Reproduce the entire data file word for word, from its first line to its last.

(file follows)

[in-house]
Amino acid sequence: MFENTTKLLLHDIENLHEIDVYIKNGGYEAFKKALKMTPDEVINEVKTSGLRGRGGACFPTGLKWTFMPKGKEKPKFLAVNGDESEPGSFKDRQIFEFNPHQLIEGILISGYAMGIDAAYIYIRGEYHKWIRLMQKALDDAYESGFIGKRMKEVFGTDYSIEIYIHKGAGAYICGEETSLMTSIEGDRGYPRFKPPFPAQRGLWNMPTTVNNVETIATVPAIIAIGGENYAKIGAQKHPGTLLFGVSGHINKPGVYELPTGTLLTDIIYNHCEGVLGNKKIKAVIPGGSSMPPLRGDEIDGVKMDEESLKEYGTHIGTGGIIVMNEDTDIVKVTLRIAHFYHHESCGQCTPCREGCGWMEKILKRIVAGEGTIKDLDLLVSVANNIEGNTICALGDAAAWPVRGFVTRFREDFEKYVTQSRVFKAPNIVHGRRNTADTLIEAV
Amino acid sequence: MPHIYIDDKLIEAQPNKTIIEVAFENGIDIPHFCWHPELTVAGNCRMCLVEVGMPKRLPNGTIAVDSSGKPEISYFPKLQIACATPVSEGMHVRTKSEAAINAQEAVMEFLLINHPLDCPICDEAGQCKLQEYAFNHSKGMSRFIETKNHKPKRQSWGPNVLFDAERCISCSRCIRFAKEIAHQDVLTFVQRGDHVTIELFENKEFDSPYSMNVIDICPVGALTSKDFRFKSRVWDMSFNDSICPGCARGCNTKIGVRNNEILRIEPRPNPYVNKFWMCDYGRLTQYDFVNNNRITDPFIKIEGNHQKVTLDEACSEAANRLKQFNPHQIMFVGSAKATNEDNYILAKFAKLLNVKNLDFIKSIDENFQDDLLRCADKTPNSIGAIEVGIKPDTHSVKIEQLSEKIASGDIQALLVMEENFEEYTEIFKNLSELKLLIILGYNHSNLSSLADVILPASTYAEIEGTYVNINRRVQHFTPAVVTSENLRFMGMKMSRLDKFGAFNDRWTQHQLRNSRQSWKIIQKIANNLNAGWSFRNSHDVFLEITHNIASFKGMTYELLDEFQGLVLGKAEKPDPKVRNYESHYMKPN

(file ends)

[in-house]
Amino acid sequence: MFENTTKLLLHDIENLHEIDVYIKNGGYEAFKKALKMTPDEVINEVKTSGLRGRGGACFPTGLKWTFMPKGKEKPKFLAVNGDESEPGSFKDRQIFEFNPHQLIEGILISGYAMGIDAAYIYIRGEYHKWIRLMQKALDDAYESGFIGKRMKEVFGTDYSIEIYIHKGAGAYICGEETSLMTSIEGDRGYPRFKPPFPAQRGLWNMPTTVNNVETIATVPAIIAIGGENYAKIGAQKHPGTLLFGVSGHINKPGVYELPTGTLLTDIIYNHCEGVLGNKKIKAVIPGGSSMPPLRGDEIDGVKMDEESLKEYGTHIGTGGIIVMNEDTDIVKVTLRIAHFYHHESCGQCTPCREGCGWMEKILKRIVAGEGTIKDLDLLVSVANNIEGNTICALGDAAAWPVRGFVTRFREDFEKYVTQSRVFKAPNIVHGRRNTADTLIEAV
Amino acid sequence: MPHIYIDDKLIEAQPNKTIIEVAFENGIDIPHFCWHPELTVAGNCRMCLVEVGMPKRLPNGTIAVDSSGKPEISYFPKLQIACATPVSEGMHVRTKSEAAINAQEAVMEFLLINHPLDCPICDEAGQCKLQEYAFNHSKGMSRFIETKNHKPKRQSWGPNVLFDAERCISCSRCIRFAKEIAHQDVLTFVQRGDHVTIELFENKEFDSPYSMNVIDICPVGALTSKDFRFKSRVWDMSFNDSICPGCARGCNTKIGVRNNEILRIEPRPNPYVNKFWMCDYGRLTQYDFVNNNRITDPFIKIEGNHQKVTLDEACSEAANRLKQFNPHQIMFVGSAKATNEDNYILAKFAKLLNVKNLDFIKSIDENFQDDLLRCADKTPNSIGAIEVGIKPDTHSVKIEQLSEKIASGDIQALLVMEENFEEYTEIFKNLSELKLLIILGYNHSNLSSLADVILPASTYAEIEGTYVNINRRVQHFTPAVVTSENLRFMGMKMSRLDKFGAFNDRWTQHQLRNSRQSWKIIQKIANNLNAGWSFRNSHDVFLEITHNIASFKGMTYELLDEFQGLVLGKAEKPDPKVRNYESHYMKPN